Tag Archives: Barr

The Flynn Case — Lying Sanctified by Court

I am not going to go on at length about this. By now, I hope those of you who watch the news about such things, are aware that the United States Court of Appeals for the District of Columbia Circuit has, in a 2-1 panel decision, intervened in a District Court judge’s consideration whether to permit the government to drop its prosecution of Michael Flynn for lying to the government.

Flynn admitted twice, I believe, under oath, that he had lied. The prosecution, under orders from Trump’s personal attorney/U.S. Attorney General William Barr, decided out of the blue that the government should not have been questioning Flynn in the first place and, therefore, his admitted lying was apparently unimportant.

The presiding judge, Emmet Sullivan, apparently thought, with justification, that something funny was going on and decided that, before granting the government’s motion to dismiss the prosecution, he would delve more deeply into what might be up. This, of course, sent the Trump administration into a delirious state and it sought a mandamus (a form of a court order, like an injunction, directed in this case to the District Court) from the Court of Appeals, thereby bypassing the problematic course of trying to get permission for an interlocutory appeal (normally one cannot appeal if the lower court has not entered a final order).

As forcefully noted by the dissenting opinion, the decision of the two judges in the majority effectively means there is zero chance for judicial oversight over dubious or corrupt decisions by prosecutors. In the Flynn case, there is good reason to believe that the decision to drop the prosecution was driven by the Attorney General who these days operates as if her Donald Trump’s personal attorney. Not least is the fact, as reported by Politico, that

Just before Barr’s decision to seek to abandon the case was revealed publicly, the Washington-based lawyer and Mueller office veteran who was the lead prosecutor on the case since its outset, Brandon Van Grack, formally withdrew in an apparent protest against the attorney general’s action. The other career prosecutor on the case, Jocelyn Ballantine, also declined to sign the motion.

https://politi.co/2YzNdtE

By granting the mandamus motion, the Court of Appeals took the extraordinary step of taking over the case and deciding it before the District Court had concluded its consideration and issued an opinion. This had the effect, clearly intended, of foreclosing any inquiry that might have revealed disturbing, to put it mildly, facts about the basis for the decision to end the prosecution.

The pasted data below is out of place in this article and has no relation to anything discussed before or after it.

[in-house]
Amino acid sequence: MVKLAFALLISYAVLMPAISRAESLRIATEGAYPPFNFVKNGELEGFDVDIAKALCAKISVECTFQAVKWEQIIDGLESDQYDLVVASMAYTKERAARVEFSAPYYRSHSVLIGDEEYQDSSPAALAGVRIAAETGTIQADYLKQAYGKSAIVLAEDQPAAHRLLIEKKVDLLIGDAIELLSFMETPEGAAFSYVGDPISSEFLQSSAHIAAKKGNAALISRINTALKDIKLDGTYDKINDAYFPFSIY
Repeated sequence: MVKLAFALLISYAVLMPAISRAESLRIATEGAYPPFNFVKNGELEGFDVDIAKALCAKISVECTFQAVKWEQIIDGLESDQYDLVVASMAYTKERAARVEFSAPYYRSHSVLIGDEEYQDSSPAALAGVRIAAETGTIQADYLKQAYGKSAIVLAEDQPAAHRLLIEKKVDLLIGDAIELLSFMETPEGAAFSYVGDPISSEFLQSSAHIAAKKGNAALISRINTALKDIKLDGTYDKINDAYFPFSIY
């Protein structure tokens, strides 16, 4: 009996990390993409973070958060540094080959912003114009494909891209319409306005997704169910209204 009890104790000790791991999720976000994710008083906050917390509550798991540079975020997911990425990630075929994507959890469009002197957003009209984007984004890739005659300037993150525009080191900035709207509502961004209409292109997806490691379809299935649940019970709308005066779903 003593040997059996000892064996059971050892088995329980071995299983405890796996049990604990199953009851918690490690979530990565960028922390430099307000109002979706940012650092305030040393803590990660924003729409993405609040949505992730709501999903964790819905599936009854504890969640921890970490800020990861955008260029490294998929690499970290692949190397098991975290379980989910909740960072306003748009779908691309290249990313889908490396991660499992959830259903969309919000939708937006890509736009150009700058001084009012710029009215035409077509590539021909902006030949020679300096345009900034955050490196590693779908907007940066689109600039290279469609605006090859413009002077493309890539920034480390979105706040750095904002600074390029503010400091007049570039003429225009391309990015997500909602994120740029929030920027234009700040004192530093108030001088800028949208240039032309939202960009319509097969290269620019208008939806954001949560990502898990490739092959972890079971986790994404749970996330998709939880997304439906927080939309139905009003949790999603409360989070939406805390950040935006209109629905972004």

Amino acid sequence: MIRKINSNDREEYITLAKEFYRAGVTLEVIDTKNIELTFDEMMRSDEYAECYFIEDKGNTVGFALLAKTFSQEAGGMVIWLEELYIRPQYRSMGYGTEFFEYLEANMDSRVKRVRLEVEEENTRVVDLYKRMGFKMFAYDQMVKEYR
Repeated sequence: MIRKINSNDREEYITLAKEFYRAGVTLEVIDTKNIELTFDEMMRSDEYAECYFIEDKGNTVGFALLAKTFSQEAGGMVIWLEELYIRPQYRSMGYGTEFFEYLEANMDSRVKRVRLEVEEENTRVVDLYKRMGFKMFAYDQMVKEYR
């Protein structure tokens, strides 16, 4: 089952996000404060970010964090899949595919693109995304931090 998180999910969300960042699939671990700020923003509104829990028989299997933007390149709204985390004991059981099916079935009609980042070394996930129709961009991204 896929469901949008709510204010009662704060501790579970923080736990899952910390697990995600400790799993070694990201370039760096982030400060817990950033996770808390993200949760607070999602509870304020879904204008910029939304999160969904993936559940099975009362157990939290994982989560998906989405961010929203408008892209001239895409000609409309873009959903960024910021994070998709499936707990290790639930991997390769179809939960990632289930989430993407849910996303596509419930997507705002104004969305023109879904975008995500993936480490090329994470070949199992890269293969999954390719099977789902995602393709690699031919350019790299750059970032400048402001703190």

But it’s not over until the last batter is out. Any judge on the Court of Appeals, including Judge Robert Wilkins who wrote the blistering dissent, can ask the full court to hear the case. Judge Sullivan, for reasons not clear, has put all dates on hold. This may signal his intention to seek an en banc consideration or something else. He could be planning to comply with the Circuit Court order but with an “opinion” on the case as he now views it. Time will tell.

Sinking the Ship of State

Watching the Trump administration’s response to the coronavirus pandemic is like watching a panicked group of passengers rushing from side to side of a listing ship, each time reacting late and making the boat rock more severely, eventually leading to its swamping.

While Trump continues to gaslight Americans every day in his so-call press conferences, the undeniable facts are that he was warned early, rejected what he heard, ignored reality in favor of sloganeering and cheerleading for a losing hand and failed across the board to take appropriate action to prepare for and fight the pandemic. This incompetent lunatic continues to tweet about how good the TV ratings are while thousands of Americans are dying. Trump doesn’t understand that people in car accidents get good “ratings” too as passing drivers become rubberneckers who can’t help but slow down and stare at the wreckage.

Trump’s meltdowns and attacks on the press at his press conferences are, for reasons that defy understanding, given continuous national TV coverage by networks and cable services, although of late, some of them have cut away when, as always happens, Trump begins his delusional rants about what a great job he’s done. All of the fact-checking done by responsible journalists conclude that virtually every one of Trump’s press conferences is laced with lies, deflections and distortions. He makes statements that are demonstrably untrue and when questioned, attacks the person who asked the questions.

One conclusion to be drawn from this is that Trump doesn’t see these “press conferences” as means of conveying truthful information, or even inspirational messages, to the press or the American public. He sees them as opportunities to glorify himself, little more than campaign events for his re-election. And, as always, a cast of Republican sycophants in and outside Congress readily defends his failures with still more lies and distortions.